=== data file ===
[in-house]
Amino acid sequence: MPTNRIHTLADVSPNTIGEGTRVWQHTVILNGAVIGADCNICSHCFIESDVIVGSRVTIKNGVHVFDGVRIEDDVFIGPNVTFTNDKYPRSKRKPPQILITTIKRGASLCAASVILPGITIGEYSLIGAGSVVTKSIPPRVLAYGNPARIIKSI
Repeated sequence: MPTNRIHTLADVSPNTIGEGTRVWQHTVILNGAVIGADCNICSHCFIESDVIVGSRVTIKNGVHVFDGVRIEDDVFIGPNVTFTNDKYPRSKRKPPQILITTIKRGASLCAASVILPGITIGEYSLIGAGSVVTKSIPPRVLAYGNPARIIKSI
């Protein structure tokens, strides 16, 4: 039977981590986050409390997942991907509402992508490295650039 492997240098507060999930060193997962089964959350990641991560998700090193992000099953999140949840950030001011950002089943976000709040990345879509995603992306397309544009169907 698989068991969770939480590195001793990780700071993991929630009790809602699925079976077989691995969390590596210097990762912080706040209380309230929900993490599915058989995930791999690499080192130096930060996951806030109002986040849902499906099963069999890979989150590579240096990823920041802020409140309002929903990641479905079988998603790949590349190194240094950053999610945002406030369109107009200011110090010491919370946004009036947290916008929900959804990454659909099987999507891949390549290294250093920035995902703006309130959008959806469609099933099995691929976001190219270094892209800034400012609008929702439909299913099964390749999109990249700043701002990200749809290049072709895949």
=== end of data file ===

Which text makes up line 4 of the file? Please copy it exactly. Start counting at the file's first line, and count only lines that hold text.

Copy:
């Protein structure tokens, strides 16, 4: 039977981590986050409390997942991907509402992508490295650039 492997240098507060999930060193997962089964959350990641991560998700090193992000099953999140949840950030001011950002089943976000709040990345879509995603992306397309544009169907 698989068991969770939480590195001793990780700071993991929630009790809602699925079976077989691995969390590596210097990762912080706040209380309230929900993490599915058989995930791999690499080192130096930060996951806030109002986040849902499906099963069999890979989150590579240096990823920041802020409140309002929903990641479905079988998603790949590349190194240094950053999610945002406030369109107009200011110090010491919370946004009036947290916008929900959804990454659909099987999507891949390549290294250093920035995902703006309130959008959806469609099933099995691929976001190219270094892209800034400012609008929702439909299913099964390749999109990249700043701002990200749809290049072709895949």